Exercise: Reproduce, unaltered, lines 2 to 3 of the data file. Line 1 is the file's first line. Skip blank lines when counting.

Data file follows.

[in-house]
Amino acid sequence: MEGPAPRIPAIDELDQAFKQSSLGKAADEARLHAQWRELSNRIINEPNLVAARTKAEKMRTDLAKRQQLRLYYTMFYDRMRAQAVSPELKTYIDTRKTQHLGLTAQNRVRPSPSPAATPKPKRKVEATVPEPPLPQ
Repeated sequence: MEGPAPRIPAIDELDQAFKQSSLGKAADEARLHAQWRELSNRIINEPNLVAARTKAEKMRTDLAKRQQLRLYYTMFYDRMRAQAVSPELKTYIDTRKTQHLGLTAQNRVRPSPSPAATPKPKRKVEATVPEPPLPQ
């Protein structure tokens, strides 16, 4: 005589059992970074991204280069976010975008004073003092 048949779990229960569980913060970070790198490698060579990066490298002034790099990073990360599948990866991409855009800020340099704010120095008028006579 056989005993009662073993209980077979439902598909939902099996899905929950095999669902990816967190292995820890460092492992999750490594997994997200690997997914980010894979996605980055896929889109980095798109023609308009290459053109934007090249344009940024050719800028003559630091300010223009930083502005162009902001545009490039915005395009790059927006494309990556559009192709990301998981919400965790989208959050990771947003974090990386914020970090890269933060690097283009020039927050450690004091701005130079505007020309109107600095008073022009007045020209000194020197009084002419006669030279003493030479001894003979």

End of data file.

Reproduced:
Amino acid sequence: MEGPAPRIPAIDELDQAFKQSSLGKAADEARLHAQWRELSNRIINEPNLVAARTKAEKMRTDLAKRQQLRLYYTMFYDRMRAQAVSPELKTYIDTRKTQHLGLTAQNRVRPSPSPAATPKPKRKVEATVPEPPLPQ
Repeated sequence: MEGPAPRIPAIDELDQAFKQSSLGKAADEARLHAQWRELSNRIINEPNLVAARTKAEKMRTDLAKRQQLRLYYTMFYDRMRAQAVSPELKTYIDTRKTQHLGLTAQNRVRPSPSPAATPKPKRKVEATVPEPPLPQ